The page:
Your friend is partially right..
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November 3, 2013 10:47:22 PM

First stop your overclocking profile...and set it to stock settings... Then upgrade your RAM to Corsair Vengeance Dual Channel 8GB(2x4GB)... Dual Channel will give you more performance...

Replace the RAM... and then run your PC....
Then overclock your PC... But remember to see all the settings correctly if they are right or not...! If a single thing is wrong then you would get your system unstable...

The RAM I recommended you has clock frequency of 1600Mhz... So make sure to overclock at right settings.... If you are overclocking in BIOS at AUTO... then it is better reliable... But first non-overclock your PC then only replace your RAM...

Your friend is partially right..
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a b K Overclocking
a b à CPUs
November 3, 2013 11:13:36 PM

deadlyghost said:
First stop your overclocking profile...and set it to stock settings... Then upgrade your RAM to Corsair Vengeance Dual Channel 8GB(2x4GB)... Dual Channel will give you more performance...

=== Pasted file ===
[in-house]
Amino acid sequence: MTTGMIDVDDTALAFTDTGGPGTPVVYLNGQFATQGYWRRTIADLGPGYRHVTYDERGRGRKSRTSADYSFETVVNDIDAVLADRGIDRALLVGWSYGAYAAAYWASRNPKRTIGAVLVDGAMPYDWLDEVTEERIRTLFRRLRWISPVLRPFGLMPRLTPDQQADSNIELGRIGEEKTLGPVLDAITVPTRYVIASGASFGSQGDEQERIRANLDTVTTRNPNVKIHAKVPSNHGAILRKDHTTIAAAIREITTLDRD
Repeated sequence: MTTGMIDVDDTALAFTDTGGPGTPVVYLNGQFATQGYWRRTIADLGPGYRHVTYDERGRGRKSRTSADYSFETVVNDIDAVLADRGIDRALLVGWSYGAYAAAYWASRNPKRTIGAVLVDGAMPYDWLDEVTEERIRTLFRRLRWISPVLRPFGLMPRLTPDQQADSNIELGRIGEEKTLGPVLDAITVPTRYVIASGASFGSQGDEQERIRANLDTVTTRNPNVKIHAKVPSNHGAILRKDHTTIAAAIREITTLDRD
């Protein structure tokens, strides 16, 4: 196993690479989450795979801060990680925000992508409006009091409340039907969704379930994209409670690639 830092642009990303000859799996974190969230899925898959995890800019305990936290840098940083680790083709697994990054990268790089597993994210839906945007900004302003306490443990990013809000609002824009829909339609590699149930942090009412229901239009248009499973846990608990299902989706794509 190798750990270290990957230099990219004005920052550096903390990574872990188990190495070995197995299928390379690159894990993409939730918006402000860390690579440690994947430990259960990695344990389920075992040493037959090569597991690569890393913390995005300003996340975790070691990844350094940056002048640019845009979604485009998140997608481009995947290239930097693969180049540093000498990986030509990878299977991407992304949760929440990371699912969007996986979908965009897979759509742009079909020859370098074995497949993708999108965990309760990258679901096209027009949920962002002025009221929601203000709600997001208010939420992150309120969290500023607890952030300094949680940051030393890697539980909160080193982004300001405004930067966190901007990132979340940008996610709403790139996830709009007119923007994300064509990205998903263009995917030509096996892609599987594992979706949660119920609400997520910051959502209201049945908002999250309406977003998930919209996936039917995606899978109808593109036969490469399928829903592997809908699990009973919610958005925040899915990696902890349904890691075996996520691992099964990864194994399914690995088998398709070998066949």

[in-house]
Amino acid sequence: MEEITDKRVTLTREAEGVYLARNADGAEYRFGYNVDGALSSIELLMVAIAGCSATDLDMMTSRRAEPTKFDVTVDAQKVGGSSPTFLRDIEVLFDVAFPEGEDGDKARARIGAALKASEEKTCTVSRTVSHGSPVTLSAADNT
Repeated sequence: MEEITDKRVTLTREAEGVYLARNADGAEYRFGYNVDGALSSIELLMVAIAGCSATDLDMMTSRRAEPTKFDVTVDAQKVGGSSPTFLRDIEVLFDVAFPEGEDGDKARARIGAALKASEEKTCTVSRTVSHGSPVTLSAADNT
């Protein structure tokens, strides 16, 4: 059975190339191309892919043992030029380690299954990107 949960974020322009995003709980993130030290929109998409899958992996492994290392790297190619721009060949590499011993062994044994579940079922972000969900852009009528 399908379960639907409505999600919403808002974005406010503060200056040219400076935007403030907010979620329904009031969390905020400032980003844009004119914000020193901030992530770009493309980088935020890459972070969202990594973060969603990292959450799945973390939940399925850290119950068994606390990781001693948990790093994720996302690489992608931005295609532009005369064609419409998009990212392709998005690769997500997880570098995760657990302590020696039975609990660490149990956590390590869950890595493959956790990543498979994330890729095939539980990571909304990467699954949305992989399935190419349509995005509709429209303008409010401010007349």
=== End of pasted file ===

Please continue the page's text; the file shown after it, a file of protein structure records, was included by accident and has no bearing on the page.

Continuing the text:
Replace the RAM... and then run your PC....
Then overclock your PC... But remember to see all the settings correctly if they are right or not...! If a single thing is wrong then you would get your system unstable...

The RAM I recommended you has clock frequency of 1600Mhz... So make sure to overclock at right settings.... If you are overclocking in BIOS at AUTO... then it is better reliable... But first non-overclock your PC then only replace your RAM...

Your friend is partially right..


This is not correct.
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November 3, 2013 11:19:55 PM

jjblanche said: